When the high demand for hand sanitizer stations resulted in an inability to obtain them commercially, facilities personnel at NAVAIR Headquarters needed only to look within NAS Patuxent River’s fenceline to find the solution.
Because of the COVID-19 pandemic, per NAVFAC regulation and for safety reasons, hand sanitizer stations had to be on hand near the escalators in the atrium of NAVAIR headquarters, the Rear Adm. William Moffett Building, #2272. If sanitizer wasn’t available, the busy escalators would’ve had to be shut down.
“The handrail has to be held onto [when using the escalator] which made it necessary for the sanitizer stations to be readily available as soon as one exits, both up and down,” said Deputy Facility Manager Ricky Russell. “We’d been trying to order them but weren’t able to get them.”
Enter the Aircraft Prototype Systems Division (APSD), who was asked if they could design and manufacture four stands in their facility aboard the installation.
“We in the APSD Production Branch have a machine shop, a wire shop and a sheet metal shop,” said Wes McReynolds, the facility’s branch head. “We do all type of aircraft prototyping throughout the base; so we have that capability.”
McReynolds turned the task over to three of the shop’s artisans: James Sparks, John Trinidad and Dave Dresher who, armed with only a sample of the hand sanitizer package, quickly got to work creating a functional design.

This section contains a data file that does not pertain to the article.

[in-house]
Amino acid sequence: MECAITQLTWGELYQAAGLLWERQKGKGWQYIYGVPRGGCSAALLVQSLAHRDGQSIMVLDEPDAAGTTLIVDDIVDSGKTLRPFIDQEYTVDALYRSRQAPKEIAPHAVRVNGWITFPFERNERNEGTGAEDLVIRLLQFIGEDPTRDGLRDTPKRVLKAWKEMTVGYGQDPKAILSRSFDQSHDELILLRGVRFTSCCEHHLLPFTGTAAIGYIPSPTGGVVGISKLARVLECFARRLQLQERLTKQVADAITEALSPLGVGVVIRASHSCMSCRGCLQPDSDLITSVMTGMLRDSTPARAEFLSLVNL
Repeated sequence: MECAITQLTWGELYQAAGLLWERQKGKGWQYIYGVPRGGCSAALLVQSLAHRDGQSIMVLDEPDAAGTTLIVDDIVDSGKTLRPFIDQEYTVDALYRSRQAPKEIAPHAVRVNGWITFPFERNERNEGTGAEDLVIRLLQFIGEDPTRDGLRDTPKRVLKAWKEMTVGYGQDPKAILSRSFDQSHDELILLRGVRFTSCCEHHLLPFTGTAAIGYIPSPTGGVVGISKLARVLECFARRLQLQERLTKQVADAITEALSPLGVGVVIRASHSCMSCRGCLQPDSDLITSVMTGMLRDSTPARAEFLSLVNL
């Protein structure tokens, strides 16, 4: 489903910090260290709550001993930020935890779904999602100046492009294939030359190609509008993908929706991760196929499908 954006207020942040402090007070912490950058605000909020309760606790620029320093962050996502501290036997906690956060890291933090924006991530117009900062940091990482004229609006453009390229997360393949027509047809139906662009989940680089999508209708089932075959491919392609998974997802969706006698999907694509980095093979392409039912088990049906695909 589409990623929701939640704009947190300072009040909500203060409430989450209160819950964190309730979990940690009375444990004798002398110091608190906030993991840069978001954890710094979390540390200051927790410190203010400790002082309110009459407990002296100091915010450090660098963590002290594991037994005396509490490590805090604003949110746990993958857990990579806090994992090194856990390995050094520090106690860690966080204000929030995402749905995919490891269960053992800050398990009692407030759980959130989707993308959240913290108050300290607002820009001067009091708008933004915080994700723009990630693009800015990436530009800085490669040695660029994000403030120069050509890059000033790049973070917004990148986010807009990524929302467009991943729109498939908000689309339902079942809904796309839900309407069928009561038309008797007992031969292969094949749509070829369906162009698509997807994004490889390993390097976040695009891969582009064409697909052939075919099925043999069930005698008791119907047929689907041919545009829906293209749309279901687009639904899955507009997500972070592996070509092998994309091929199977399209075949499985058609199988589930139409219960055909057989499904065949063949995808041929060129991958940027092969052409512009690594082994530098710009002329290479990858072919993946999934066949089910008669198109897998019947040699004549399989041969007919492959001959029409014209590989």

“The sanitizer package is automatic, which means you just swipe your hand below it to dispense sanitizer,” McReynolds explained. “With quite a few D-cell batteries in it, it had a little weight to it and that meant the stand’s base had to be heavy enough so it wouldn’t tip over. It also meant [the fabricators] had to take into consideration a generalized height requirement for people to comfortably pass their hand under it.”
The stand the trio designed is made of aluminum and comprises three pieces: the base, which was cut out on a router; the faceplate, which holds and allows access to the sanitizer package and was cut out on the facility’s water jet; and the tube — bent at a certain radius — that connects both of those pieces.
“Once all three pieces were cut out and bent, they had to be welded together,” McReynolds noted. “After the stands were manufactured, they prepped them by sanding them and getting them ready for the paint booth where they were first primed. Once that dried, they were painted white.”
From the time McReynolds turned over the information to his artisans, it took them only 5 hours to come up with a design, cut out the pieces, weld, and fabricate the four stands.
“It took another day for our painter to prime and paint, drying time included,” he added.
The stands are now in place, the escalators are operating, and NAVAIR is pleased with the results.
“It was very quick turnaround and top notch work,” Russell said. “The guys at APSD were easy to work with and it’s very reassuring to have such talented and capable workers righter here on station willing to pitch in and do their part to help keep personnel safe.”
In fact, NAVAIR liked the stands so much, another order has been placed to manufacture 40 more for use in other NAVAIR buildings throughout the air station; but it’s no problem for APSD.
“We have to order some materials for them, but then we estimate we can get 10 stands out in three days,” McReynolds said. “With the environment we’re in right now, we’re more than willing to help out. It’s a good thing to help our fellow Pax River workforce, when needed.”